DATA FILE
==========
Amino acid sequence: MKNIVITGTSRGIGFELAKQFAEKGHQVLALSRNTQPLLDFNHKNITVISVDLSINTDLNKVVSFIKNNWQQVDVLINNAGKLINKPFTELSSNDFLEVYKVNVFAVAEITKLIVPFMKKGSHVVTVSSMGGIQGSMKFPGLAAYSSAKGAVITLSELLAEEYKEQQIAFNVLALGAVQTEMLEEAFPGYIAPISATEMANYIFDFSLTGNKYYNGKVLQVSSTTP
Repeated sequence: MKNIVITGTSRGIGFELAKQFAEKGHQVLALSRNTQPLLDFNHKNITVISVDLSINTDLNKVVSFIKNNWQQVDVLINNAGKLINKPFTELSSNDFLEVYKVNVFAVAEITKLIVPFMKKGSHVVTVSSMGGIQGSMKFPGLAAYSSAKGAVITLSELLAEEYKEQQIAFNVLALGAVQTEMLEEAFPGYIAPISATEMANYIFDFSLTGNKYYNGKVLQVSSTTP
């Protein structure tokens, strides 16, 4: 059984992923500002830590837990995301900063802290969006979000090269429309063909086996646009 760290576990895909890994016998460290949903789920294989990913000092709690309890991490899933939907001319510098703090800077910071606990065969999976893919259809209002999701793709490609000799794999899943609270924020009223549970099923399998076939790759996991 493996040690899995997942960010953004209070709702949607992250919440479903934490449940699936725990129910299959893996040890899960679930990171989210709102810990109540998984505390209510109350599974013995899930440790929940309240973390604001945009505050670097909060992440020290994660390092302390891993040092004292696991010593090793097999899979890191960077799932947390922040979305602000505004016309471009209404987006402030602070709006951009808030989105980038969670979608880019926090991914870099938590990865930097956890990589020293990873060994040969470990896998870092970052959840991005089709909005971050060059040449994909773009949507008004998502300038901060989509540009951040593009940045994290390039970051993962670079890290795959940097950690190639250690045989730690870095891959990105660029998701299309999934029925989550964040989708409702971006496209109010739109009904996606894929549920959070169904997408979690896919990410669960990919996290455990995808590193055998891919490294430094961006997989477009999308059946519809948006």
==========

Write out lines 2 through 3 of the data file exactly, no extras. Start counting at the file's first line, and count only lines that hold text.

Repeated sequence: MKNIVITGTSRGIGFELAKQFAEKGHQVLALSRNTQPLLDFNHKNITVISVDLSINTDLNKVVSFIKNNWQQVDVLINNAGKLINKPFTELSSNDFLEVYKVNVFAVAEITKLIVPFMKKGSHVVTVSSMGGIQGSMKFPGLAAYSSAKGAVITLSELLAEEYKEQQIAFNVLALGAVQTEMLEEAFPGYIAPISATEMANYIFDFSLTGNKYYNGKVLQVSSTTP
């Protein structure tokens, strides 16, 4: 059984992923500002830590837990995301900063802290969006979000090269429309063909086996646009 760290576990895909890994016998460290949903789920294989990913000092709690309890991490899933939907001319510098703090800077910071606990065969999976893919259809209002999701793709490609000799794999899943609270924020009223549970099923399998076939790759996991 493996040690899995997942960010953004209070709702949607992250919440479903934490449940699936725990129910299959893996040890899960679930990171989210709102810990109540998984505390209510109350599974013995899930440790929940309240973390604001945009505050670097909060992440020290994660390092302390891993040092004292696991010593090793097999899979890191960077799932947390922040979305602000505004016309471009209404987006402030602070709006951009808030989105980038969670979608880019926090991914870099938590990865930097956890990589020293990873060994040969470990896998870092970052959840991005089709909005971050060059040449994909773009949507008004998502300038901060989509540009951040593009940045994290390039970051993962670079890290795959940097950690190639250690045989730690870095891959990105660029998701299309999934029925989550964040989708409702971006496209109010739109009904996606894929549920959070169904997408979690896919990410669960990919996290455990995808590193055998891919490294430094961006997989477009999308059946519809948006």